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A traditional method of extracting this gold is to use froth flotation to separate the refractory minerals from any unwanted oxide ores and non-metallic minerals present. This produces a sulphide concentrate, which is then roasted to liberate the gold. The gold is extracted by treating the resulting mixture with an aerated solution of sodium cyanide, a process called cyanidation. However, roasting converts any sulphur in the refractory minerals to sulphur dioxide and any arsenic to arsenic (III) oxide, both of which have environmental pollutant qualities.
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As well as testing the effect of buffers, I am going to do an experiment using water as well. Seeds need water, correct illumination, suitable temperatures and the presence of oxygen to grow. All of these factors have been taken into account, and have been made provision for in my plan: pH is the changing variable in my experiment, and the seeds will receive natural lighting and room temperatures throughout the experiment. Oxygen will be constantly available as the petri dish lids are unsealed and will be removed daily to allow oxygen refreshment.
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Two smaller molecules are formed. One is still an alkane - a hydrocarbon with only single bonds. The other is an alkene - a hydrocarbon with at least one double bond in its chain. This is said to be unsaturated because extra atoms can add when the double bonds break down to a single bond again. By contrast, alkanes are saturated. Below molecules are shown using structural formulae. Diagram page 112 (Source 1) Addition Polymerisation "The short unsaturated molecules (monomers) can join up with each other when their double bonds break open.
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It is then mixed with the solution containing the Cu2+ ions the ligand then binds with the Cu ions as below. Cu2+ (aq) + 2LH (organic) CuL2 (organic) + 2H+ (aq) This process can then be reversed by mixing the organic solution with a small amount of concentrated acid. This pushes the Cu2+ ions into the solution containing the acid gaining a further increase in the concentration of Cu2+ ions. Both of these processes depend on the pH. The leftover solution then goes to an open pond where t. ferro-oxidans catalyses oxidation of the remaining Fe2+ ions to Fe3+ ions.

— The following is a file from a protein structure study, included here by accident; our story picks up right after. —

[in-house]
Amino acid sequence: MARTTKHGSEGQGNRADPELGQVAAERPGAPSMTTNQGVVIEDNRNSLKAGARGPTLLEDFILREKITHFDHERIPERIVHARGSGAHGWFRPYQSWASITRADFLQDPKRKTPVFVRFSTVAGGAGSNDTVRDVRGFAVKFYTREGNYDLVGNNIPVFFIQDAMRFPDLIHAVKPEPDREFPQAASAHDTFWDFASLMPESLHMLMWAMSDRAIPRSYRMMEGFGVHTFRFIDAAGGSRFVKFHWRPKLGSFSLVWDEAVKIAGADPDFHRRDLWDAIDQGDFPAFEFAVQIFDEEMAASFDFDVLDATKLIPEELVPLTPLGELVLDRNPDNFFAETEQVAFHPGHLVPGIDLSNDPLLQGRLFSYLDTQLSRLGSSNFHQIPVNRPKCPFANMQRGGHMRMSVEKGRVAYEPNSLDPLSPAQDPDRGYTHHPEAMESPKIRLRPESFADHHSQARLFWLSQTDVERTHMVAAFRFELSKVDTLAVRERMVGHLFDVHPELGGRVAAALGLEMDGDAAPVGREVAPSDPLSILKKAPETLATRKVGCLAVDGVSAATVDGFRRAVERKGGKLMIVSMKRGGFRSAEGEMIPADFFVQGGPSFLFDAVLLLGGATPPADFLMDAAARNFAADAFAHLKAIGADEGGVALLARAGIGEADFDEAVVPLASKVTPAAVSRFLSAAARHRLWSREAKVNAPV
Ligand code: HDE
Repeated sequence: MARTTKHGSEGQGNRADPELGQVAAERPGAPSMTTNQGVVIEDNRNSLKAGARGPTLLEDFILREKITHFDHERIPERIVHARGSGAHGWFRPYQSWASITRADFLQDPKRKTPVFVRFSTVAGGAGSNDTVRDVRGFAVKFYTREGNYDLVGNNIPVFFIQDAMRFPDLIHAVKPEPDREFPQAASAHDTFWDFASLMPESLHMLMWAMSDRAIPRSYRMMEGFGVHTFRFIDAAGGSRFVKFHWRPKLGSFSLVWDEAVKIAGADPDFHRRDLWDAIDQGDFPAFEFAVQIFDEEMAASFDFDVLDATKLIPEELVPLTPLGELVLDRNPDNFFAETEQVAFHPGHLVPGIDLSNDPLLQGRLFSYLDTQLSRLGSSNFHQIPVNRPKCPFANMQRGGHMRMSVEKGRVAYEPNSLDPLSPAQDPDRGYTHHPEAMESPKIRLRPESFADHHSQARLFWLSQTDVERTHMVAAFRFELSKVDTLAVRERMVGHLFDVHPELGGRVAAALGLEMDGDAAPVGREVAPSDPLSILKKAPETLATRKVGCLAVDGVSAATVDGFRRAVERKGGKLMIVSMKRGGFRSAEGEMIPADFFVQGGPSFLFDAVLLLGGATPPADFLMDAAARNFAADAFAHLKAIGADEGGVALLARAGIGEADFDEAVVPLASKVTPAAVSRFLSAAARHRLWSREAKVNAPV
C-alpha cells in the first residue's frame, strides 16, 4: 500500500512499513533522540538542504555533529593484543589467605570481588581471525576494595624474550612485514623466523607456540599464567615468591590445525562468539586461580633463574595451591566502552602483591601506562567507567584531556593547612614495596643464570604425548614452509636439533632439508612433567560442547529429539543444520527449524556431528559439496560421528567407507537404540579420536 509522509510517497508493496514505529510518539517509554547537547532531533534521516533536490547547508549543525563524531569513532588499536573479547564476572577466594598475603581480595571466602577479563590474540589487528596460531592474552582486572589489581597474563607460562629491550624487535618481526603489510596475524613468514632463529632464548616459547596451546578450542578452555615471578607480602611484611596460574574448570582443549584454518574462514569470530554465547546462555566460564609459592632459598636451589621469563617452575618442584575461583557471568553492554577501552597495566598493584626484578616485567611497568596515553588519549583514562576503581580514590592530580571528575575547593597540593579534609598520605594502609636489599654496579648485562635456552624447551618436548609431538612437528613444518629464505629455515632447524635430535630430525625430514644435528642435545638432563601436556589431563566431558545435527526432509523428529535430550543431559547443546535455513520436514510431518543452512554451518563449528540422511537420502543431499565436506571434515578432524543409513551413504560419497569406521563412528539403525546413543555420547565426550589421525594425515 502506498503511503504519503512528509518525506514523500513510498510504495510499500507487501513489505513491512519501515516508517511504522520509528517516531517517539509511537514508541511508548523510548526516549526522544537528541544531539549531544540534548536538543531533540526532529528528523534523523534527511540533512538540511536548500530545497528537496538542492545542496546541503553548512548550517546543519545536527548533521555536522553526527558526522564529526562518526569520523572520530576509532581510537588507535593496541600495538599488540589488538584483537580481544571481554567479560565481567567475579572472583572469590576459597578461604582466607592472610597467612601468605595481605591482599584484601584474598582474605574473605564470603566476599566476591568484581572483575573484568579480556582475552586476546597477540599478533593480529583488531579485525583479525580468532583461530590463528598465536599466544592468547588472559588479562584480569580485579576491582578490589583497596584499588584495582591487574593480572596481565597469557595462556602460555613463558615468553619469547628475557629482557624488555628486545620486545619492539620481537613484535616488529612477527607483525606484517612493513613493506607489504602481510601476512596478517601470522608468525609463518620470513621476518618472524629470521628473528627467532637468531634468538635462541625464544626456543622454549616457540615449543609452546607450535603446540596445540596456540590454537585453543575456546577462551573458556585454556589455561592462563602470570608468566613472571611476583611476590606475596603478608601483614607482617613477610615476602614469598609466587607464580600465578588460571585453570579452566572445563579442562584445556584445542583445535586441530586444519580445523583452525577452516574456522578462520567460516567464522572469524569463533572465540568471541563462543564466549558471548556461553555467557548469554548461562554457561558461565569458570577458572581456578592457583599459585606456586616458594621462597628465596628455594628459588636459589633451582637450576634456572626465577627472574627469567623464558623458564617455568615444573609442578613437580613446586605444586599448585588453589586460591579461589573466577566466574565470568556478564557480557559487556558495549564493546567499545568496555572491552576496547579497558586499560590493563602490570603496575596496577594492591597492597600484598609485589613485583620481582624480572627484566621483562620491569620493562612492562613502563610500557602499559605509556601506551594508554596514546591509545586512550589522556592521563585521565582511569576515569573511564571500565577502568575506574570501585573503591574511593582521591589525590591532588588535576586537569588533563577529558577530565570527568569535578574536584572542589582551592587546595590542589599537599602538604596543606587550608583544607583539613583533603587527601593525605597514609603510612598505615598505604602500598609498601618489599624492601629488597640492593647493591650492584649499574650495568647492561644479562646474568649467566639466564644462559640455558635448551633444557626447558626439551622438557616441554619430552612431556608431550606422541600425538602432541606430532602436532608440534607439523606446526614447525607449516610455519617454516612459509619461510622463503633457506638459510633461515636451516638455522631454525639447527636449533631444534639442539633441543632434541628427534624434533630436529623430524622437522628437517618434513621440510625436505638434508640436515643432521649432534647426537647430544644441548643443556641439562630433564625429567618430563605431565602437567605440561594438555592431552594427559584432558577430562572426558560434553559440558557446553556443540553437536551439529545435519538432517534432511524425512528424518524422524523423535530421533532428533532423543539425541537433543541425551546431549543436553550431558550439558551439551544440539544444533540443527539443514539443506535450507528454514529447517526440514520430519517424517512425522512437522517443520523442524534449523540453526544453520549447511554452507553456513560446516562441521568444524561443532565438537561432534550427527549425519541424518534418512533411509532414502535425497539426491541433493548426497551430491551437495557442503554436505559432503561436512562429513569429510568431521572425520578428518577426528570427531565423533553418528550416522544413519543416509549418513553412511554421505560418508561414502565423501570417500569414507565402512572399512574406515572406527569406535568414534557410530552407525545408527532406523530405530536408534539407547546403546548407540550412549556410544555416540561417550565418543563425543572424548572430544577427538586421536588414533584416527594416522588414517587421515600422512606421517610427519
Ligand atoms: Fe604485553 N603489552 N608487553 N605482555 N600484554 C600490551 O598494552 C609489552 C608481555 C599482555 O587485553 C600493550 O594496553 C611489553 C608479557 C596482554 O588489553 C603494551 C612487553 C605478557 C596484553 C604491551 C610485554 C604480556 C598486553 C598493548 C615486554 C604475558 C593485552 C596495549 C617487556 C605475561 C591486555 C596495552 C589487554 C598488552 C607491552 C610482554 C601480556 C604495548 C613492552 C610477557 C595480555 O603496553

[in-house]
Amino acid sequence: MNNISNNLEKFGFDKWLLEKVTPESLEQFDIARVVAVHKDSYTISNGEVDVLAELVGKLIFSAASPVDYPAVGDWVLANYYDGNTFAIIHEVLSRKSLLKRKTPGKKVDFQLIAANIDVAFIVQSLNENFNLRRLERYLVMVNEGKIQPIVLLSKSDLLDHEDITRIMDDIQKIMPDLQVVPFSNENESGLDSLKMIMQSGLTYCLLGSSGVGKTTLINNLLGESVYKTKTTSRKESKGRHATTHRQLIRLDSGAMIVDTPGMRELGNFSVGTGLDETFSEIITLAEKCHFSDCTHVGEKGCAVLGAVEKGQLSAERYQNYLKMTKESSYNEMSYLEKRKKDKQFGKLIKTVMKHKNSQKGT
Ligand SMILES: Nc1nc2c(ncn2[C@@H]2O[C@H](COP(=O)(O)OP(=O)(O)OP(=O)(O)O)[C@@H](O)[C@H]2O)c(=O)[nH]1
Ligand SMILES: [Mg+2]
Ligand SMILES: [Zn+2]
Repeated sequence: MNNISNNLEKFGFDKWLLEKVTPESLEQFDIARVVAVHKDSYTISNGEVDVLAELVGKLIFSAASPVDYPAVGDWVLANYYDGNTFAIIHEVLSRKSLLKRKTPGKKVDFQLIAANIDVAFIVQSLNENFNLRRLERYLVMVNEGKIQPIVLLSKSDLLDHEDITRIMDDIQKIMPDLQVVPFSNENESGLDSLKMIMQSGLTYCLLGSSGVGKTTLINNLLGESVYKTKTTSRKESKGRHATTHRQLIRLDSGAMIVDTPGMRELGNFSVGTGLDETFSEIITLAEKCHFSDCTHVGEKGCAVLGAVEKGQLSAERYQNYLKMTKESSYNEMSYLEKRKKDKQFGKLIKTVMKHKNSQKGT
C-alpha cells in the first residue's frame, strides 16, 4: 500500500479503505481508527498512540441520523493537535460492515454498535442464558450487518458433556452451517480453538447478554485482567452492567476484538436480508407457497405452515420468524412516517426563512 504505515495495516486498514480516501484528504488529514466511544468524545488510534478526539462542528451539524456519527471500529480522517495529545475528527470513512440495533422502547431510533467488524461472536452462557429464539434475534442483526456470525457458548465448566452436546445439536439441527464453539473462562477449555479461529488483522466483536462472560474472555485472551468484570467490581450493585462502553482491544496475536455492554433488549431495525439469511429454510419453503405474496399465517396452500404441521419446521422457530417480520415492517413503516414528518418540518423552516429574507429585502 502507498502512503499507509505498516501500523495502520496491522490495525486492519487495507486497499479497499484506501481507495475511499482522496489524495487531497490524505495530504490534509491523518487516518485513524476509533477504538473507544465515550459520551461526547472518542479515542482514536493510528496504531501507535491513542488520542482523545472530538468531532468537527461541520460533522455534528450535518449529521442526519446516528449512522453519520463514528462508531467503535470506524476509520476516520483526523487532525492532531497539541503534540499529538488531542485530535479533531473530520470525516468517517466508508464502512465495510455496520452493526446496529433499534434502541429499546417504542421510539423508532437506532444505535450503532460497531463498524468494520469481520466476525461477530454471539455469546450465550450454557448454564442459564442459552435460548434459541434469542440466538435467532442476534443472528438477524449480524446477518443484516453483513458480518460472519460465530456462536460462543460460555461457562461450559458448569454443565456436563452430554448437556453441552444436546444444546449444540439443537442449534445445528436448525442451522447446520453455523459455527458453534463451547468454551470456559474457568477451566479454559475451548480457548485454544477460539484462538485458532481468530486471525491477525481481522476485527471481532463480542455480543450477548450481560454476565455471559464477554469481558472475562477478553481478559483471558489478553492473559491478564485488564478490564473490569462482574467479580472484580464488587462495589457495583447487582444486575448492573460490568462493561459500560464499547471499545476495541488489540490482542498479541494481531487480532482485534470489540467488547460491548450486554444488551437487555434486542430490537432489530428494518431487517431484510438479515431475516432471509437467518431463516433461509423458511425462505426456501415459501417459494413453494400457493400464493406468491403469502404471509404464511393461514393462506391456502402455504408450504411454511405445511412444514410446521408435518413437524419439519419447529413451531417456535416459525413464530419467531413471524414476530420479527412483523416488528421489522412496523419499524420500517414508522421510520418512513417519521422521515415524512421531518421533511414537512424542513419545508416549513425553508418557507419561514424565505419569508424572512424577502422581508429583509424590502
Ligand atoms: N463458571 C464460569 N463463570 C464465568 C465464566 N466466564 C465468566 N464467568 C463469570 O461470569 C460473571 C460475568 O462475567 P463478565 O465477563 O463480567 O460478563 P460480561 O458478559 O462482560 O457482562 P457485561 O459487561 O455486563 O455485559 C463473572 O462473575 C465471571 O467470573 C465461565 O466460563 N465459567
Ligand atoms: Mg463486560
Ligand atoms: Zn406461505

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“Additional Polymerisation, monomers join together without the loss of atoms from the molecule.”
Here is an example of a common inhibitor: Benzoyl Peroxide (Reference 4 ) The radical now combines with the spilt carbon-carbon double bond. The new radical continues to react with more alkenes and hence the chain grows. Eventually two free radicals collide producing a final molecule, as this has a random timing the chain lengths can vary from 2000 molecules to 20000. However, a chain can also combine with another growing chain if they were to rub together causing a bond to form between two carbons.
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S p d f P 6 6 - 7 18 (2n2 = 72) S p d * Q 7 7 * *Man-Made * Elements S * Kinetic Energy There are three different forms of Kinetic Energy in molecules, as follows: > Translational Energy - This is when single diatomic molecules move at a certain velocity in a straight line. > Rotational Energy - This is when single diatomic molecules can rotate around their centre of gravity. > Vibrational Energy - This is when single diatomic molecules at the end of the bonds can move relative to each other.
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How is NADPH produced in (a) Photosynthetic AND (b) Non-photosynthetic cells? How and where are ketone bodies (a) synthesised AND (b) utilised?
NADPH is used in the Calvin cycle, which takes place in the stroma of chloroplasts and synthesises hexoses from carbon dioxide and water. In order to oxidise NADPH by this process, ribulose 5-phosphate is first phosphorylated by R5P kinase to generate ribulose-1,5-bisphosphate. This is carboxylated and broken down by CO2 to give two molecules of 3-phosphoglycerate in a reaction catalysed by the enzyme Rubisco, and which features two intermediates ? one highly unstable and the other an enediolate. The enediolate forms first as the ketone group on R-1,5-BP is reduced, before carboxylate adds to form the unstable intermediate which immediately breaks down via hydrolysis to give two 3-phosphoglycerates.